Today I took a bicycle spin into the trail.It was just after noon time and the sky was clear blue. The lighting was overwhelming even in the woods. Shadows cast everywhere, the light was very strange and also experienced many moods for one day. I decided not to edit out any photos and you will find part one to be very different from part two. In a way the day captures become a study about light that I want to share.
Today my bicycle had a flat tire. It was a slow leak and not noticed until the end of the day at home. That tire did get a few years wear and allot of miles, so I really cannot complain. The next series of nature captures will be when it snows! I have allot of material to start creating, experimenting on the art-side.
The start of this week had absolutely gorgeous weather. For the past few weeks I was relentlessly blowing leaves to earn my keep. Lacey dog needed a flea bath because all that fun in the blowing leaves had a price for her to pay. For a mid November the air generally has been warm, some grasses maintained a vibrant green and bright yellow dandelions continued to bloom by the roadside. Mostly the colorful leaves have departed and bare naked trees stand waiting for winters first cover of heavy snowfall. At times boredom sank in while making a daily round by foot in the chilled rain but the bright red berries dotting the shoreline brought a smile .
Red Berries at Lakeside
The Trail by Cranberry Lake
At the local Cranberry Lake dock two husky men attempted to fish. One man wore a navy blue T-shirt with bold white lettering, advertising a trucking company. Luckily they both found employment at a trucking company, one has five children and told me that he was grateful to be working. “Years ago the economy was not that bad when I started my family but today there are mounting economic concerns,” he explained. His friend just grinned and nodded while continuing to spin a fishing line into the lake water. He diligently worked the line to gain a strategic position that would bring in a good catch. Hopefully on this rainy day the forlorn trucker will be able to provide enough fresh fish to feed his entire hungry family. I picked up my walking pace and decided to head over to the entrance of the Sussex Branch trail.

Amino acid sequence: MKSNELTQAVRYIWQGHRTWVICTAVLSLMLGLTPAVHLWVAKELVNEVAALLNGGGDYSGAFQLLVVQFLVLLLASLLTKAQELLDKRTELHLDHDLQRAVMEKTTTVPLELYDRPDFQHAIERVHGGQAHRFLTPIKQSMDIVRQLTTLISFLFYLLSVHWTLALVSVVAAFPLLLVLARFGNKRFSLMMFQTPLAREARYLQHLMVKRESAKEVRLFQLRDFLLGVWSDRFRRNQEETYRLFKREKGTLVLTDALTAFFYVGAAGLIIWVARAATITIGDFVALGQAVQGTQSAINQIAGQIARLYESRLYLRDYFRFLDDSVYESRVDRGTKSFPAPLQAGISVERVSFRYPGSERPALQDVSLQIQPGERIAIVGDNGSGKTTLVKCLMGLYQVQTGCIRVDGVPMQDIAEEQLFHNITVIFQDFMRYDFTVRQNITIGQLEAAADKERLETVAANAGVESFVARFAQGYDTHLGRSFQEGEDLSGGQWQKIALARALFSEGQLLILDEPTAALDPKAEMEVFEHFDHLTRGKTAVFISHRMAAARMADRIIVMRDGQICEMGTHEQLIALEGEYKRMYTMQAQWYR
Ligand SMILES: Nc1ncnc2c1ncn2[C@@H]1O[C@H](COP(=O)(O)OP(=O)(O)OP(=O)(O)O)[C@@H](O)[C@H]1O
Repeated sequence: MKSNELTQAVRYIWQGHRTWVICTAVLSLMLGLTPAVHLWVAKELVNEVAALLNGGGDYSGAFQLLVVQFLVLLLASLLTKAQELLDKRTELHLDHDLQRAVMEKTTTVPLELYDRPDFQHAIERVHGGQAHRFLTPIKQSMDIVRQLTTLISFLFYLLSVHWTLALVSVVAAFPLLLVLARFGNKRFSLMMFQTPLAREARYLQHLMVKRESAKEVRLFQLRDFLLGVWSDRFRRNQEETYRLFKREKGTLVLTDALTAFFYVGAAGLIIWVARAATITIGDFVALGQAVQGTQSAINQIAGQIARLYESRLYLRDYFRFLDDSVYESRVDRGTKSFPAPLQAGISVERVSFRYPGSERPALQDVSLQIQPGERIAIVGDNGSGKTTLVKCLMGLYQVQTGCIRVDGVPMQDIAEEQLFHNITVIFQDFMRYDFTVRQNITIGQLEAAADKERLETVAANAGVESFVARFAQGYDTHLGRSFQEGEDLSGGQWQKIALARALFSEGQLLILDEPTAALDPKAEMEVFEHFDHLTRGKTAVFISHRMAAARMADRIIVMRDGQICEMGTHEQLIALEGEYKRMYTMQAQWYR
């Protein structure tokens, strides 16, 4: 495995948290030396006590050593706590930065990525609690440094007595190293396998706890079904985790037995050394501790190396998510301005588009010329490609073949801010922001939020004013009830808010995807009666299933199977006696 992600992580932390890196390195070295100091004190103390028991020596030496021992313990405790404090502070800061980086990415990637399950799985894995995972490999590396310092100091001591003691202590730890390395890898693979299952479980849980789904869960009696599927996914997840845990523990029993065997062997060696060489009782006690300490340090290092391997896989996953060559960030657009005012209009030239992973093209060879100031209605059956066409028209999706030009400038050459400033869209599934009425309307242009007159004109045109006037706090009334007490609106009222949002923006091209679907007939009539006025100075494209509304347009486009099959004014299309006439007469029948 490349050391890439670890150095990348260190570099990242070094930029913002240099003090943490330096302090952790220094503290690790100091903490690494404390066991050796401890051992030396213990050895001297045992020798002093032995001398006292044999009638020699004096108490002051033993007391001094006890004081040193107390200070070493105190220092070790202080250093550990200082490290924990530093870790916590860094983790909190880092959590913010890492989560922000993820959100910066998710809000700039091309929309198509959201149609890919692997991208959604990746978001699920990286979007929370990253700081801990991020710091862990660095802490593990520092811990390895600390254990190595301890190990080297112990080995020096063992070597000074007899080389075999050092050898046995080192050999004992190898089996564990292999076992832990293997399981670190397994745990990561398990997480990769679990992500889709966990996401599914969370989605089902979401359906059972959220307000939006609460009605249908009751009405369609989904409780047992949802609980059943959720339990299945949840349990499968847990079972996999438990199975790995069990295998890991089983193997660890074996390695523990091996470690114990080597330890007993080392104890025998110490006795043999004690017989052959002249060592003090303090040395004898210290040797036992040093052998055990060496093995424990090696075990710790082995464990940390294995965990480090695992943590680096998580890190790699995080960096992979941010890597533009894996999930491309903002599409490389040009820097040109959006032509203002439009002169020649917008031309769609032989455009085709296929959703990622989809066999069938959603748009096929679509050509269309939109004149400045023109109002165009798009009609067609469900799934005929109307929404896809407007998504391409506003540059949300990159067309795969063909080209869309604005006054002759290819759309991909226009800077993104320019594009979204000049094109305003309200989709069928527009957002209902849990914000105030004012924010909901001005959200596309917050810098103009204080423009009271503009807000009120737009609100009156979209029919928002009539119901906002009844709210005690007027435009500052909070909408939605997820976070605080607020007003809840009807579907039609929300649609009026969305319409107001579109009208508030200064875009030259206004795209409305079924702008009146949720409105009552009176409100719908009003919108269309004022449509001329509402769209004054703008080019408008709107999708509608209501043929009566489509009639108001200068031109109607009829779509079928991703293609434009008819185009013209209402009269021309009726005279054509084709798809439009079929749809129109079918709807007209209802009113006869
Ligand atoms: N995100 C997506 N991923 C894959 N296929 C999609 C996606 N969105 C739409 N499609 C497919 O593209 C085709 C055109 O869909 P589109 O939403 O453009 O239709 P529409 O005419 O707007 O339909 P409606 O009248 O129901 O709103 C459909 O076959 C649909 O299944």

The Sussex Branch Trail
Surprisingly my eyes could now search through the woods without any distraction of autumns plentiful foliage. A squirrel scurried up a fallen log and thrust its body onto a large tree. This year there were tons of acorns and walnuts for animals to have a huge feast. Undoubtedly, their tree lined nests must be overloaded with enough supplied nuts to last well into another season!
With heavy rainfall comes miniature seas of water and a huge black puddle crossed my path. Scaling the muddy side and looming over this newly created body of water with a duck umbrella in hand to take a few reflective photos was not an easy task. The rain drops created rippling ringlets for floating leaves to be tossed around like miniature boats. Fairies came to my mind as groups of colorful leaves could still be found against the wet wooded landscape. It was a contemplative day and I pondered about how one could edit most captures to create an imaginary land waiting to be discovered.
It was sun-down, the dense woods quickly became very dark, still and quiet. Not a gray squirrel or native bird species could be heard rustling about the fragile dry fallen leaves. All the brown acorns, colorful red, blue berries were collected for a day. It was a time for animals to seek out home shelters that are lined into vine draped hollowed out trees and moss dressed fallen logs. There was an overwhelming sense of peace within the deep golden opulent light embracing the lake and brooks. I decided to venture off trail to seize another perspective of this vast serene lake. In order to avoid stepping on any small critters, I took meaningful steps through thickly lined ground cover and dense prickly bushed foliage. Suddenly as I turned around heading back to my Cannondale mountain bicycle there appeared out of no-where, a silver white-haired man. He was walking directly into my path. Was this an undercover man in black? Congressman? CEO? A conservation trail agent in disguise? It was quite inconvenient to see a well attired man in the woods. After-all, my trail-side dress consisted of wearing deceased dads muted green cotton canvas Trails End jacket, my hair tucked up under a bright woolen red beret and soiled black stretched bicycle pants. A total messy sight in the woods with a bicycle and a camera! He observed that I was taking pictures and communicated his surprise to see what the lake had to offer from another angle. With camera in hand this gentleman precisely point clicked at the lakeside. I failed to mention about any blood thirsty tics, fleas, snakes that could be encountered in a wooded environment. Perhaps people have to experience the finding of pricking seeded thorns in-bedded into clothing after ventures in the woods. It has to be a earned right of passage that an adventurer must endure. A process of acceptance by the trail-side woods. He did suggest that the lake must possess beautiful lighting at sunrise. I cited about the black bears and expressed my concerns to never venture alone at that time on a desolate trail. We had a brief conversation about trail conditions for bicycle riding and size of tires that works best for riding a rugged terrain. The conversation flowed into my earlier day-time discovery, a description about a woman who zipped along the trail but also stopped her travel to say hello. Fortunately, I was able to capture the tire! She had a groovy cool Trek mountain bicycle that had fitted super wide black rubberized tires to its specifically designed and re-engineered frame. After my inspection I found out that this generation of trail transportation was also light weight! It would also be a wonder to see a solar-powered mechanism attached to it! Now that would be a ride! The mysterious man and I parted, going our separate ways like we had found each other. I shouted out about where he could find my captures on the web and at LemonChronicle. Hey! You have to network everywhere and even in the woods at sun-down!